As the job retention scheme winds down, new measures to support vulnerable workers are essentialby Tony Wilson / June 1, 2020 / Leave a comment
Ending the Job Retention Scheme was always going to be harder than setting it up. The chancellor won universal praise back in March for throwing a life raft to more than eight million workers so that they could ride out the lockdown. But as I’ve written before with Jonathan Portes, winding down the scheme is fraught with challenges, and will need to happen alongside a ramping up of employment and skills support for the unemployed.
It’s clear from the weekend press that government ministers understand this too, briefing that work is underway on a stimulus package for infrastructure investment and job creation. But while this is welcome, it’s just one piece of what needs to be a three-part plan to respond to what is likely to be the highest unemployment that we will have ever faced. So alongside fiscal stimulus to support a return to growth, we need investment now in measures to help those out of work and at risk of redundancy to prepare for and find new jobs; and to start putting in place the services that we will need come the end of the year, when long-term unemployment will be taking off.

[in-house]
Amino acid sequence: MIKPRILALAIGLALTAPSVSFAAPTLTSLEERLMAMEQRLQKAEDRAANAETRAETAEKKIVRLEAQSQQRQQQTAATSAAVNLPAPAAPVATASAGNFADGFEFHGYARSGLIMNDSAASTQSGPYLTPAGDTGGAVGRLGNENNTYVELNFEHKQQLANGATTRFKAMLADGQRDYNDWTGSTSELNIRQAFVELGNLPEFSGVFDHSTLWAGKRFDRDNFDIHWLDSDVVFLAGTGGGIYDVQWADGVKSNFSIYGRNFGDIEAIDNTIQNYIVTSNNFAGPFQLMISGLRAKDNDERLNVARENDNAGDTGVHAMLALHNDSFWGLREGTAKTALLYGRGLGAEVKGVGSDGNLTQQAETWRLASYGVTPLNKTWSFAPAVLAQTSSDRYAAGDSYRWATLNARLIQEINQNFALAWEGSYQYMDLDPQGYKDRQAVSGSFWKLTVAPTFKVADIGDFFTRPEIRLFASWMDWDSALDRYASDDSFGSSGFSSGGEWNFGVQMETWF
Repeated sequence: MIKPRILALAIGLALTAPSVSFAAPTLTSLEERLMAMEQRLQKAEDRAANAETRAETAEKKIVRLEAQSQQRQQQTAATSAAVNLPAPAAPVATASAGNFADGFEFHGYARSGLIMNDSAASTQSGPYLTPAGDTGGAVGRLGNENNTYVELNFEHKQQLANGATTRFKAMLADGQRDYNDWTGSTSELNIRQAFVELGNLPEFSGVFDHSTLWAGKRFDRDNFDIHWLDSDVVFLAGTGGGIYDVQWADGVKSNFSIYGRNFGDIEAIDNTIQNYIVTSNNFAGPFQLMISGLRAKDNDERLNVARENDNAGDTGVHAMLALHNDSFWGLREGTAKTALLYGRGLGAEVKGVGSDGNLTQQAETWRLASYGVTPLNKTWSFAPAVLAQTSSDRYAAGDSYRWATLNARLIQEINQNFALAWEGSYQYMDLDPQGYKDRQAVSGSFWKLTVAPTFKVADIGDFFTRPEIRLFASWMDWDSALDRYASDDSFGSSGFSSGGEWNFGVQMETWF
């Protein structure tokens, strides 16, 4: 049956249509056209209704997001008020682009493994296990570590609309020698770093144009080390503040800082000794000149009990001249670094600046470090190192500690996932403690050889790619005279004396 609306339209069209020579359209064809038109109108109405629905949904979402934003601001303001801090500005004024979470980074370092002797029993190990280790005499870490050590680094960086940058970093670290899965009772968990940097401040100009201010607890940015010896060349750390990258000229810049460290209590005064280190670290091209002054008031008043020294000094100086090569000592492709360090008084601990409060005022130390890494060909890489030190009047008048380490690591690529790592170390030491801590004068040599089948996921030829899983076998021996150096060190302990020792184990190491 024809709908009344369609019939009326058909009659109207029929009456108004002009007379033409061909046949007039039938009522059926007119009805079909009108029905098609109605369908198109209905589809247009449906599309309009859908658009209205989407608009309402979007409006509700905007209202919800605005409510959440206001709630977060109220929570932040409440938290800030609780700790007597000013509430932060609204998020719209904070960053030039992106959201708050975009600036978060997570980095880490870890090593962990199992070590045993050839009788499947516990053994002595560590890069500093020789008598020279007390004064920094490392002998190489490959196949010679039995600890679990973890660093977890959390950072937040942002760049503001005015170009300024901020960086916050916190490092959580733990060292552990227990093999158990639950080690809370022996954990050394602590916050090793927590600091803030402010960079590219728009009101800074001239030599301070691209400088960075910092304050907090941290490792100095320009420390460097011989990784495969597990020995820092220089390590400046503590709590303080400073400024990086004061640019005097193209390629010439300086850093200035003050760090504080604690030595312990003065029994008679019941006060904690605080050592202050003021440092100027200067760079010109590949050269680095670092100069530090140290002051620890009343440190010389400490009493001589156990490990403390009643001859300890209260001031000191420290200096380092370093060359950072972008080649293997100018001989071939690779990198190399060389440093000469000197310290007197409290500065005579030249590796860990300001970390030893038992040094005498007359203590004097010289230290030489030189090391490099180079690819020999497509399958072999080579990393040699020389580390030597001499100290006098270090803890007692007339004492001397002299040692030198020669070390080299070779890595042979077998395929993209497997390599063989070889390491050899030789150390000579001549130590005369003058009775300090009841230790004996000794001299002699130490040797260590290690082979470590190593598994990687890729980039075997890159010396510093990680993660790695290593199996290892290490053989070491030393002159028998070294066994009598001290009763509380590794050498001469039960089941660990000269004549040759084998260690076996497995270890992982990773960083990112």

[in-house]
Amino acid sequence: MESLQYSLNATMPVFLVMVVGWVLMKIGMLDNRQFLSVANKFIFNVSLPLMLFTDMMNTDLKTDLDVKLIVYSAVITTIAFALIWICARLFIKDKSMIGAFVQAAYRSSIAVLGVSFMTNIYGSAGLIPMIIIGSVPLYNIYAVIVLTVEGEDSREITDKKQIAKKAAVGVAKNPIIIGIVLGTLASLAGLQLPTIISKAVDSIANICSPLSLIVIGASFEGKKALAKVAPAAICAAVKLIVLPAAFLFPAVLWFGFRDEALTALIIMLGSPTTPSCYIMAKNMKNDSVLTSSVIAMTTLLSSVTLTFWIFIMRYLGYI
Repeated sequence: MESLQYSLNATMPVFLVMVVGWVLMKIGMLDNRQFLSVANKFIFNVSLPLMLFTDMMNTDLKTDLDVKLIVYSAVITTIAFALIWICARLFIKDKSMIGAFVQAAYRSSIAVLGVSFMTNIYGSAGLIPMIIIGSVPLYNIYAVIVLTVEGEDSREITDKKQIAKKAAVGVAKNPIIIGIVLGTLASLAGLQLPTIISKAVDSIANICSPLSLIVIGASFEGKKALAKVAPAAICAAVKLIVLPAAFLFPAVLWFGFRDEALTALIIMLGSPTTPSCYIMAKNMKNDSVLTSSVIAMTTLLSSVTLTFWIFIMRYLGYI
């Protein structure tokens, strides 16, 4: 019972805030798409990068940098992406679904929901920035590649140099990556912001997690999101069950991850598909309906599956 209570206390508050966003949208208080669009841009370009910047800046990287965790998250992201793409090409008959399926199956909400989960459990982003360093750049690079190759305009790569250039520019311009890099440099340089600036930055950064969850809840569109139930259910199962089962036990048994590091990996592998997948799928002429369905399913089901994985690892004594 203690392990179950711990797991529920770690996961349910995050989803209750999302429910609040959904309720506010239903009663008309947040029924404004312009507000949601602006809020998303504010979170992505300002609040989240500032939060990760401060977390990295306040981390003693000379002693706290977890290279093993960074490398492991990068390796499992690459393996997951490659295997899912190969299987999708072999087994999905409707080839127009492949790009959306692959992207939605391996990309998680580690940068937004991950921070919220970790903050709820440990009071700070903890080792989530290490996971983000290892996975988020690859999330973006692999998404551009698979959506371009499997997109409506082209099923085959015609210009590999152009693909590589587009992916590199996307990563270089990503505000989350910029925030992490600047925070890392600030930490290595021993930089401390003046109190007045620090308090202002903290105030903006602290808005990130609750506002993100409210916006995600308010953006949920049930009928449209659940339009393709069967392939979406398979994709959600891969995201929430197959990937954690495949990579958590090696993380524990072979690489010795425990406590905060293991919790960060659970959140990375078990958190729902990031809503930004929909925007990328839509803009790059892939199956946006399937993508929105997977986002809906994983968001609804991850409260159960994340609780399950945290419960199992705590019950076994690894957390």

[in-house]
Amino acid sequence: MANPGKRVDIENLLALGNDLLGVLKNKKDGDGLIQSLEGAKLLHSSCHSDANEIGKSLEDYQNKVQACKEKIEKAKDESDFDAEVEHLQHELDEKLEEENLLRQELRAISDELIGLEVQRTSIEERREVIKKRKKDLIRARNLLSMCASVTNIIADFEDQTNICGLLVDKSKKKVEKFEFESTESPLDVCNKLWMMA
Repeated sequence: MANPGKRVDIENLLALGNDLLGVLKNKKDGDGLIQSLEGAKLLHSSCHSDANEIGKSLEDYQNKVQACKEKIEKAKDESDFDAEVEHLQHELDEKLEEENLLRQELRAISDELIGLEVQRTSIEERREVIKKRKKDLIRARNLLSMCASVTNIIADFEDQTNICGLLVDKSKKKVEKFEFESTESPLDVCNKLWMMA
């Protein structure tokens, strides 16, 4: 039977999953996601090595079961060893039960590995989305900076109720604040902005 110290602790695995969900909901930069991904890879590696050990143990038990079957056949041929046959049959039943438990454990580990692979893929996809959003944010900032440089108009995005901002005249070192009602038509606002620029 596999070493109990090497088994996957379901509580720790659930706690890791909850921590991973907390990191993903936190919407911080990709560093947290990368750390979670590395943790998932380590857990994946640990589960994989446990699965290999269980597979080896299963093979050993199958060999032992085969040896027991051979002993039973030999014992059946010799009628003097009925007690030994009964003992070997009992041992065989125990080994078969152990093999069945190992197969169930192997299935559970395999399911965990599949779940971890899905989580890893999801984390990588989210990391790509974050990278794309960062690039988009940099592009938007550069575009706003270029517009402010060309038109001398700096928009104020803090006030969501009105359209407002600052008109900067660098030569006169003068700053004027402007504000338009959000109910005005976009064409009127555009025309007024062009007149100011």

Right now, though, we need to deal with an immediate unemployment crisis. This month’s “claimant count” data told us what we already knew: that unemployment has already risen faster than at any point since the winter of 1947, when Britain froze and the country ground to a halt. This time however, the snows won’t melt next month. With two million claimants unemployed in April, a million more claims to Universal Credit in the last month and at least half a million people unemployed but not claiming benefits (mostly younger people), unemployment is already above three million. This is the highest since the 1990s, and in the next few months it will reach the highest that it has ever been—higher even than during the Great Depression.
Way back in March, the hope was that unemployment would fall as fast as it rose, as we exited the crisis and things returned to normal. But if this crisis didn’t start like any other recession, it is fast turning into one—with lasting impacts in the real economy (in particular through our reduced ability to move labour and products between places), loss…